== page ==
I feel a bit conflicted about this post, as I am typically a huge fan of women-owned businesses. So what happens when the businesses in question are marketing products that I don't feel are necessarily in women's best interests? Let's talk!
The products in question are basically cosmetics for your vulva - one to make your parts "clean, pure, soft and fresh" with the help of a 4-step collection of soap, lotion, spray and wipes, and the other to lighten the color of the labia. Leaving questions around the safety and rationale for these products aside for the moment, what's particularly troubling about these new takes on what the marketers of Lysol and Massengil have shilled in the past is that they have adopted (some might say co-opted) the language of empowerment and enlightenment in order to do so, presenting the case for vulval "freshening up" as a bold act of savvy self-love.
While the cheeky brand name "I Love My Muff" on its own is eerily reminiscent of a Lunapads standby: "I (heart) my period", who can argue with its wisdom? Ideally, we'd all "love" (or are at least at peace with) our muffs, but do we need these products in order to get there? Of course not, and yet ILMM's copy tells us that "informed" (if only I knew the "truth" about conventional menstrual products) "modern" women are literally clamoring to make this "savvy and empowered" choice. And how's this for courageously breaking the taboos that have kept the topic of "feminine care" locked away in the closet? "It’s no longer taboo and with it’s (sic) clean packaging and bold message these products are a statement of confidence and a must have for every woman."
But why stop with the age-old fem-hy prize of "freshness"? Have you considered the color of your labia lately? Personally, I don't know how I've managed to live with myself for this long without dyeing my labia a fresh new shade of youthful pink. In case you too have been suffering in silence with regular boring old unpinkified labia, My New Pink Button is here to help. Available in 4 lovely shades of pink named after famous actresses (seriously: Marilyn, Ginger, Audry (sic) and Bettie), MNPB is apparently "effective" for up to 72 hours, and can help women to lighten the browning of her labia due to "Ethnicity..., age, hormone change, surgeries, childbirth, sickness (and) health." Hard not to draw the conclusion that natural ageing, the color of your skin and life in general are resulting in this unacceptable disease-like condition of browning labia. Needless to say, there are no products named after, say, Halle or Whoopi.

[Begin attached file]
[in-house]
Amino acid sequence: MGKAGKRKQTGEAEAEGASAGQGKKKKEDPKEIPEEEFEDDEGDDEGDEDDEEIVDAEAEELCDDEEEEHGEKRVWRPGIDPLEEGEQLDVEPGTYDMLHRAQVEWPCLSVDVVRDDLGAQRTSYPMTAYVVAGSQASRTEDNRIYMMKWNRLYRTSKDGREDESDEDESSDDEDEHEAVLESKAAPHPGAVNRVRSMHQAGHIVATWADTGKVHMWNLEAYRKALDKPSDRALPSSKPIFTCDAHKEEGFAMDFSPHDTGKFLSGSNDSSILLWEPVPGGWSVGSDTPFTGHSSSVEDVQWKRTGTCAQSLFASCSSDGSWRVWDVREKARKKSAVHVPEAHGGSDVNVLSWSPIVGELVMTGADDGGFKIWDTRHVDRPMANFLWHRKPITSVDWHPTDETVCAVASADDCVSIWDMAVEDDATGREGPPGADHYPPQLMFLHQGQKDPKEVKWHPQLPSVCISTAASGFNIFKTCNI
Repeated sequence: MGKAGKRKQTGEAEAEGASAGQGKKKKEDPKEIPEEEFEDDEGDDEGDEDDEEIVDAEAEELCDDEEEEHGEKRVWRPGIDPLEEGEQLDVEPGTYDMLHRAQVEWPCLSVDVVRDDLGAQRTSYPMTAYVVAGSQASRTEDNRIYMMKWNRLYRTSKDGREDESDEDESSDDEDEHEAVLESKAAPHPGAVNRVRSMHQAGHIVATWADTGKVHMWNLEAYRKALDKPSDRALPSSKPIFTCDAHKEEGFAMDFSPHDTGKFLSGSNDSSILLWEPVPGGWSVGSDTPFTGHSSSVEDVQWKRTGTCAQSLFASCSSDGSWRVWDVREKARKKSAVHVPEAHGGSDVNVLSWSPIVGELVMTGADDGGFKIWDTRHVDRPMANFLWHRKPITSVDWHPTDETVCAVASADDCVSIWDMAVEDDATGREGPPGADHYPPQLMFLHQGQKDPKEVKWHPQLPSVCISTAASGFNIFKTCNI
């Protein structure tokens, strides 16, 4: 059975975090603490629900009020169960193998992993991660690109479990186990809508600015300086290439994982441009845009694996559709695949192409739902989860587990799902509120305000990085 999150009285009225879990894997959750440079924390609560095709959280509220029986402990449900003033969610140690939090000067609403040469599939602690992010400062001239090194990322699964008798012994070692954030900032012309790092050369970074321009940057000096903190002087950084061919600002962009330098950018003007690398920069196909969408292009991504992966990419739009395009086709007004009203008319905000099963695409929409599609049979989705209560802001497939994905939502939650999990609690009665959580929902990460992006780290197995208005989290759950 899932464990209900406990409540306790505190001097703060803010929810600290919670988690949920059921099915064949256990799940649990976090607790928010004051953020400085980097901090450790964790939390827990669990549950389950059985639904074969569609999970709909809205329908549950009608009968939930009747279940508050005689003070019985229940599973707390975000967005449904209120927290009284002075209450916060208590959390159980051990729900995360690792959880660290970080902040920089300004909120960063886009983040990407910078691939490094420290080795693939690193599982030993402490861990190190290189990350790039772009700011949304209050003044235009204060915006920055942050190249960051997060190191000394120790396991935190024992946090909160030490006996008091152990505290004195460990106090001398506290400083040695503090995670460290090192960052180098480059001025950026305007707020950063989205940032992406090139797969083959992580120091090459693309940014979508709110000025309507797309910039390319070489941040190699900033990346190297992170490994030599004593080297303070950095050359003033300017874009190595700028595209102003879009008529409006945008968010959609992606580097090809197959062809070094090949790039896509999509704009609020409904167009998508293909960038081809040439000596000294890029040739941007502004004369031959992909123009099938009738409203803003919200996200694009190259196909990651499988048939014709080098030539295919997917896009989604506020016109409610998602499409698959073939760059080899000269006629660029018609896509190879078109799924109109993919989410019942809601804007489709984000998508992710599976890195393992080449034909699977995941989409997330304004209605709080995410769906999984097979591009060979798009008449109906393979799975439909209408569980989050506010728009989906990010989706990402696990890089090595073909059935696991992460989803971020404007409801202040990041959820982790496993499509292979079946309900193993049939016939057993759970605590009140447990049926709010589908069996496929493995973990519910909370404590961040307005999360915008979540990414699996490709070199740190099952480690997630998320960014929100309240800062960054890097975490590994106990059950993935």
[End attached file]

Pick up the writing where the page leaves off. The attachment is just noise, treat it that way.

My fully triggered feminist ire notwithstanding, I nevertheless found myself asking What if they have a point? What is the difference between, say, using lipstick, choosing nice lingerie, piercing, tattooing or wearing jewelry as an act of self-adornment, celebration and fun, using flavored lubes for zipping up bedroom fun, and using these kinds of products? Some might say it's a fine line. Perhaps for some, experimenting with these products will in fact bring about a better relationship with their bodies, giving them the promised "confidence" that for whatever reason they lack; who am I to say?
For starters, as someone who has handled literally hundreds of emails and phone calls from customers who were victims of painful allergic reactions to all manner of products, perfumes and deodorants in their nether regions, I have a major concern about the safety of these products. The vagina, as we know, for the most part has a great way of keeping itself in fine working order with some common sense natural hygiene (like plain old soap and water), a healthy diet and little else - and as savvy folks know, nothing can wreck your "feminine confidence" like a yeast or bladder infection.
At the end of the day, for all the language of self-love and empowerment used in the marketing copy for these products, I still can't get around the underlying implication that our vulvas are not in fact just fine, thanks, without smelling or looking any different than they already do. To my way of thinking, even planting a seed of doubt of this kind in a woman's (let alone a girl's) mind about her bodily self-esteem is to perpetuate a dangerous climate of self-loathing against which most girls and women will struggle at some point during their lives. Beauty Myth, anyone? I guess that this is where the line ultimately gets crossed for me.
If you truly want to help women, how about finding ways to support their self-acceptance, rather than creating these totally unnecessary (risky healthwise, and potentially damaging to self-esteem) products? What do you think?